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Starting out ( again )


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About 25 years ago I bought myself an electric guitar and small amp from the local music shop. Think they both may have been second-hand which wasn't an issue.

I was a thwarted rock star determined to come good and if I did it on second-hand kit then all the better ............. perhaps I still had a bit of punk metality :censored:

Anyway, after what felt like 12 months of hard labour I'd just about mastered Mull of Kintyre ................ and that was it :shock:

For the youngsters out there, Mull of Kintyre was a popular little tune performed by a chap called McCartney who was once big in the band scene :band:

In those days there was no internet/podcasts etc. I don't even remember a DVD to give a few helpful tips.

Instead it was good old paper books. Of course I didn't have/need lessons ( :blush: ) and so when kids came along I retired from the music scene.

Anyway after a 24 year break, I'm thinking it's about time the world had the pleasure of listening to my musical talents once again.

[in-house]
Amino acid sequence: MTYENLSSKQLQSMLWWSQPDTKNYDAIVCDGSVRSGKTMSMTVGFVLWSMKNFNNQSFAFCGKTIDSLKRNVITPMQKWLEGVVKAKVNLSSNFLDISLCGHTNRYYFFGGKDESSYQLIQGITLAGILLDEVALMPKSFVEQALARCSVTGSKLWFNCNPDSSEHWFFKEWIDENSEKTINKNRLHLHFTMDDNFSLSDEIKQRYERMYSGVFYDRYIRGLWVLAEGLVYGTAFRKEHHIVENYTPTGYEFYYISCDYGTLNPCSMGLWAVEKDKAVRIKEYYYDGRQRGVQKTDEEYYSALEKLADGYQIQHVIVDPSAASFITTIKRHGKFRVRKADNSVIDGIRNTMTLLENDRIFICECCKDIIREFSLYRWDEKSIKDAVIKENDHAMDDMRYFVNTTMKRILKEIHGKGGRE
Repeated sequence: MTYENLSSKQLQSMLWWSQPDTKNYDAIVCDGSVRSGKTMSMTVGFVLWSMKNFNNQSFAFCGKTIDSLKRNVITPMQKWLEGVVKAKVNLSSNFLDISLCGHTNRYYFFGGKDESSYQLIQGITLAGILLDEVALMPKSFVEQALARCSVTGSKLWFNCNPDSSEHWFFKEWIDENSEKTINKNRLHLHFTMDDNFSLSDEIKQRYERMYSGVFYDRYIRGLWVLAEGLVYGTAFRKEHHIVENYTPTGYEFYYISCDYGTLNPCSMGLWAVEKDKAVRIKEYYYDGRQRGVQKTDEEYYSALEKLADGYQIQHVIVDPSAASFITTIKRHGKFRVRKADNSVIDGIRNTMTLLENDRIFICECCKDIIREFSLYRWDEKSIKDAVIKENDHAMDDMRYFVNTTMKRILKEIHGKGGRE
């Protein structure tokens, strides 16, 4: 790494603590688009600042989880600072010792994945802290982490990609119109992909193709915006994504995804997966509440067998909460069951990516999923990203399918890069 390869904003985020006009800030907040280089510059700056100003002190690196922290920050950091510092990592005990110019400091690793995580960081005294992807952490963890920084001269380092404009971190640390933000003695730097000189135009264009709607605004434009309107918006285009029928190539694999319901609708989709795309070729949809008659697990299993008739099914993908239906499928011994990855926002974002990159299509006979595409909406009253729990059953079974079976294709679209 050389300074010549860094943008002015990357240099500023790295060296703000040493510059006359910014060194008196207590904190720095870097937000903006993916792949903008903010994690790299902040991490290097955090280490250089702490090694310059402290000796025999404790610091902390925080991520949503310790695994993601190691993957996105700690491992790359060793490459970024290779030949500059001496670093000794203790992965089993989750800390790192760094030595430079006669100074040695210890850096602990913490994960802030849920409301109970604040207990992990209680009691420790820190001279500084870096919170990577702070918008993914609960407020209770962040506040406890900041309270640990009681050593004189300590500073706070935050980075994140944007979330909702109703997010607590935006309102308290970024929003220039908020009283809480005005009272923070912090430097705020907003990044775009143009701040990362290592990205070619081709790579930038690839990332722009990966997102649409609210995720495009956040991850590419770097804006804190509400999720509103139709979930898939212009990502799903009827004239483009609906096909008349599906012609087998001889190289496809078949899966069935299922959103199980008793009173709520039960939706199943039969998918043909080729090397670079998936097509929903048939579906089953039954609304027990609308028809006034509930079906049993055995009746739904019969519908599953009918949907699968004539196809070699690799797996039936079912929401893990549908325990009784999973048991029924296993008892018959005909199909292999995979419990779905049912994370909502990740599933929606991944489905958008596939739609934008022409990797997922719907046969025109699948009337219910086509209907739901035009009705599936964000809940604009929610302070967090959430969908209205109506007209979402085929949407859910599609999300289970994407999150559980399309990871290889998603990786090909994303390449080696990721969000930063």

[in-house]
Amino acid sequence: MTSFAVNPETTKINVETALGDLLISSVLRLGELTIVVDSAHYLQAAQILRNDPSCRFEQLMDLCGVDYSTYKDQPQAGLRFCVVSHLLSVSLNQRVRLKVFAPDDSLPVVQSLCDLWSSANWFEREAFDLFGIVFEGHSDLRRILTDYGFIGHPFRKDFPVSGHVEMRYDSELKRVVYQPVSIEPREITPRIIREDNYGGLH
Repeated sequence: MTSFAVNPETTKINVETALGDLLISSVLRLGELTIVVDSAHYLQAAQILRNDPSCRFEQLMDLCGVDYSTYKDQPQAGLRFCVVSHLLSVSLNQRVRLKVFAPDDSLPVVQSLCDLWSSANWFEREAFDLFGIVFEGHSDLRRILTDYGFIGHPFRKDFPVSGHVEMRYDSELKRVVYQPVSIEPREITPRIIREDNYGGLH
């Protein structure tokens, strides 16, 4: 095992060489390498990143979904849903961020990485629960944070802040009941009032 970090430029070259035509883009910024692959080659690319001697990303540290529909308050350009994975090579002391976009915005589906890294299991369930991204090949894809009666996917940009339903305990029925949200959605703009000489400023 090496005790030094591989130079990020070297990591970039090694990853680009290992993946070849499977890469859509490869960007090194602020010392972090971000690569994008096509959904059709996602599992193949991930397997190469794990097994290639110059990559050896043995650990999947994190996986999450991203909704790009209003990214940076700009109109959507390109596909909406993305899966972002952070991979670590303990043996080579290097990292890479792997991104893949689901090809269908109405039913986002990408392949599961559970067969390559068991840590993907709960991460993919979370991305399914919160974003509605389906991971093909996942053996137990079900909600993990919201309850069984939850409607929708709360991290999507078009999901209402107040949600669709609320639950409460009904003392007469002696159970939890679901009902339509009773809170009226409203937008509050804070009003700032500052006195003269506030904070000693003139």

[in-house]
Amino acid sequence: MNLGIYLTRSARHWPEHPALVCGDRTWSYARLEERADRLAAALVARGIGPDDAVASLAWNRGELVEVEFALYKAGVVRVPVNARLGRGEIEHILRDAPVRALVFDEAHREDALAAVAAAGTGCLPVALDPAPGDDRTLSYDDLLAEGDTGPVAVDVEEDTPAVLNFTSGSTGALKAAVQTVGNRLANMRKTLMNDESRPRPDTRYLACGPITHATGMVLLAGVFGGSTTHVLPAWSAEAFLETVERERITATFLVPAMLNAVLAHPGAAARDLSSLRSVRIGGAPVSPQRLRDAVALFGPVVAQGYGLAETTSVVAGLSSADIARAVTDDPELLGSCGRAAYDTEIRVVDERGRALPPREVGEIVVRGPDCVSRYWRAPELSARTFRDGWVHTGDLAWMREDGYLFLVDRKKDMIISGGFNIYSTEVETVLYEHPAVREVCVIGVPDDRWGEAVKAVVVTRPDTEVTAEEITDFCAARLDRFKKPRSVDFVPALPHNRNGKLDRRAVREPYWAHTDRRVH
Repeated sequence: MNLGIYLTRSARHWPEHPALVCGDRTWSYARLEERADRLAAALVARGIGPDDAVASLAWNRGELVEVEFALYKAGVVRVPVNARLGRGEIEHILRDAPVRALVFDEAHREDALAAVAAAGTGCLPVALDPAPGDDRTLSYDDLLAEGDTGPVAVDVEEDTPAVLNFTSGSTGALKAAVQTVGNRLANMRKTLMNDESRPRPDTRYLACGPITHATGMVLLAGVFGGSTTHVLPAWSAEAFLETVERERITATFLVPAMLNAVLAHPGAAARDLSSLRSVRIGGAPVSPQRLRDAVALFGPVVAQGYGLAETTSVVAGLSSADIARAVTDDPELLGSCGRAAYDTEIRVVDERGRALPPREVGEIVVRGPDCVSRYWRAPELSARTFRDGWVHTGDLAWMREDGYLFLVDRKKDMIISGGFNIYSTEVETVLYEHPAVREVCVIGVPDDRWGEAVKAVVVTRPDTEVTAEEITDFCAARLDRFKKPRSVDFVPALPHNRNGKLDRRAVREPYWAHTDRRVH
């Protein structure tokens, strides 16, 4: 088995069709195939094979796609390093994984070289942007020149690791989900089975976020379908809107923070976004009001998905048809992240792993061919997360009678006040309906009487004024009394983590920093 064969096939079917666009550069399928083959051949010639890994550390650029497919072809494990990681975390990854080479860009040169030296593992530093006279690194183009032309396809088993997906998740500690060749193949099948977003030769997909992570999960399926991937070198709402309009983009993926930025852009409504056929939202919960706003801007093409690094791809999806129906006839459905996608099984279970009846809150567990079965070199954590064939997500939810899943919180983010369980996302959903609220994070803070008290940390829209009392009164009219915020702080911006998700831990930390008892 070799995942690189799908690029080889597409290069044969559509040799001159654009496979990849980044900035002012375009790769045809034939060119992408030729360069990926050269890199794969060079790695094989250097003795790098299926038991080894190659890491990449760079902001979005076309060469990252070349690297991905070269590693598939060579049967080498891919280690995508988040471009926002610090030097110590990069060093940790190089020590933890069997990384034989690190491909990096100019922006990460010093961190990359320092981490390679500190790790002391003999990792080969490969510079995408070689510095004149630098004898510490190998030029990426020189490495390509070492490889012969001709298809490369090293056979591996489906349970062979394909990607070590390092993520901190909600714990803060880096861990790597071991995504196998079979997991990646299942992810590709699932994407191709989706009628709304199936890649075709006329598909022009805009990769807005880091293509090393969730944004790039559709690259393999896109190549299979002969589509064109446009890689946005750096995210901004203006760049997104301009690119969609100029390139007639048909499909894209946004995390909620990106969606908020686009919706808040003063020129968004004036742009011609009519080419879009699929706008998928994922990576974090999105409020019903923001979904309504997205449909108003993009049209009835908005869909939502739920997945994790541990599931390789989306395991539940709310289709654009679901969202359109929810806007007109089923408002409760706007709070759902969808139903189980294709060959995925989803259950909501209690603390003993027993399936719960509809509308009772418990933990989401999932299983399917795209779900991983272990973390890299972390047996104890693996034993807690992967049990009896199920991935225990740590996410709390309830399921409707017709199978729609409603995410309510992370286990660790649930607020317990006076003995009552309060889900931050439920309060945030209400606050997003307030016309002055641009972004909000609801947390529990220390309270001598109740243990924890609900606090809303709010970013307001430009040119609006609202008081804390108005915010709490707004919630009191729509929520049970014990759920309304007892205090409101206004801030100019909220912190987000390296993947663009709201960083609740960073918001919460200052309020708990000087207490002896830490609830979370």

With the advent of the net, I see I can now get "free" lessons either via web pages, podcasts and/or DVD's.

As usual though it's a question of knowing where to start and what to look for. Does anyone have any favourite sites for beginners?

On the equipment front, I'm happy with a beginners kit which seems to include guitar, small amp ( usually 10 or 15 amp ), leads, stand, bag, strap and sometimes tuition books/DVD. And all for about £85 brand new delivered to the door :w00t:

Now I realise that at this price I'm unlikely to trouble Eric Clapton et al, but I'm thinking it's the right sort of cash to splash to see if I can make it to the regional heat of " Britains Got No Talent "

Again if you guys have any opinions on what equipment is best to look out/avoid then please do yell.

Lets rock :band:

Wing Commander Dibble DFC<br /><br />
North Midlands Esprit Group<br /><br />
NMEG "the formidable squadron"<br /><br />
"probably the most active Esprit group in the world" Andy Betts, Castle Combe May 2007

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My mates dad builds him nice Jazz Guitars...and they are built not 7 miles from Hethel....

http://www.bjhguitars.com/index.html

http://www.paulhill.biz/index.html (hes pretty good if you like jazz...Demos under the live projects

Buddsy

 

"Belief is the enemy of knowing" - Crrow777

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Thanks Buddsy.

I'll check him out although I'm more of a geriatric rock geezer really B-)